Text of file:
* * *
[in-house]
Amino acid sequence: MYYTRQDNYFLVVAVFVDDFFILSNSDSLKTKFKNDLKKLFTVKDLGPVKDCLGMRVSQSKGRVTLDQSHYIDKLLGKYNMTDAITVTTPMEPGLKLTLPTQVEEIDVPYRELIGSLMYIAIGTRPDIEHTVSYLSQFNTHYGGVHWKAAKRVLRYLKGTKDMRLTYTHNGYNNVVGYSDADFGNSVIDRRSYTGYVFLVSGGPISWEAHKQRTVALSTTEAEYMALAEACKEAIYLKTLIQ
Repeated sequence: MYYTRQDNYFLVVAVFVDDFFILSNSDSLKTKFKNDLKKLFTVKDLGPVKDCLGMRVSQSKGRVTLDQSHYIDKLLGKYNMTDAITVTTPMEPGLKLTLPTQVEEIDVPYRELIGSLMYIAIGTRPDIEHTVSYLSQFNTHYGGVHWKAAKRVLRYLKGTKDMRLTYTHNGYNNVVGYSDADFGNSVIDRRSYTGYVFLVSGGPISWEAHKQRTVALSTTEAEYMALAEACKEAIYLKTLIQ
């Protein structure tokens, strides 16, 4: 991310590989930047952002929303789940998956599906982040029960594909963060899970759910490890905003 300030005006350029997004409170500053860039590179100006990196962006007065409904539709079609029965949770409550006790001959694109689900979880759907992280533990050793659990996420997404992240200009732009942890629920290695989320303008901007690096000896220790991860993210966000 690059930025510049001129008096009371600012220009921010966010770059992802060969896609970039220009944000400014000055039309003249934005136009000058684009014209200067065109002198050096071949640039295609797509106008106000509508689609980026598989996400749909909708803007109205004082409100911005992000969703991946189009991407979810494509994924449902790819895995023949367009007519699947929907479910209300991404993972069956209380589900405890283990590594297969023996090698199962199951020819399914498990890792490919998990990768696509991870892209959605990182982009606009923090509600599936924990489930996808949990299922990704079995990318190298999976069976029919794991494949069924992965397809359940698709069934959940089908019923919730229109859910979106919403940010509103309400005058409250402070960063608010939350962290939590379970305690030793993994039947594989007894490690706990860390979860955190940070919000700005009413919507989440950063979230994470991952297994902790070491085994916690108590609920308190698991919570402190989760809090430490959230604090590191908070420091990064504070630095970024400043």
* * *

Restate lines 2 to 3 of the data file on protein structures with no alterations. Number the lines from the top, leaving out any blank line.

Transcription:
Amino acid sequence: MYYTRQDNYFLVVAVFVDDFFILSNSDSLKTKFKNDLKKLFTVKDLGPVKDCLGMRVSQSKGRVTLDQSHYIDKLLGKYNMTDAITVTTPMEPGLKLTLPTQVEEIDVPYRELIGSLMYIAIGTRPDIEHTVSYLSQFNTHYGGVHWKAAKRVLRYLKGTKDMRLTYTHNGYNNVVGYSDADFGNSVIDRRSYTGYVFLVSGGPISWEAHKQRTVALSTTEAEYMALAEACKEAIYLKTLIQ
Repeated sequence: MYYTRQDNYFLVVAVFVDDFFILSNSDSLKTKFKNDLKKLFTVKDLGPVKDCLGMRVSQSKGRVTLDQSHYIDKLLGKYNMTDAITVTTPMEPGLKLTLPTQVEEIDVPYRELIGSLMYIAIGTRPDIEHTVSYLSQFNTHYGGVHWKAAKRVLRYLKGTKDMRLTYTHNGYNNVVGYSDADFGNSVIDRRSYTGYVFLVSGGPISWEAHKQRTVALSTTEAEYMALAEACKEAIYLKTLIQ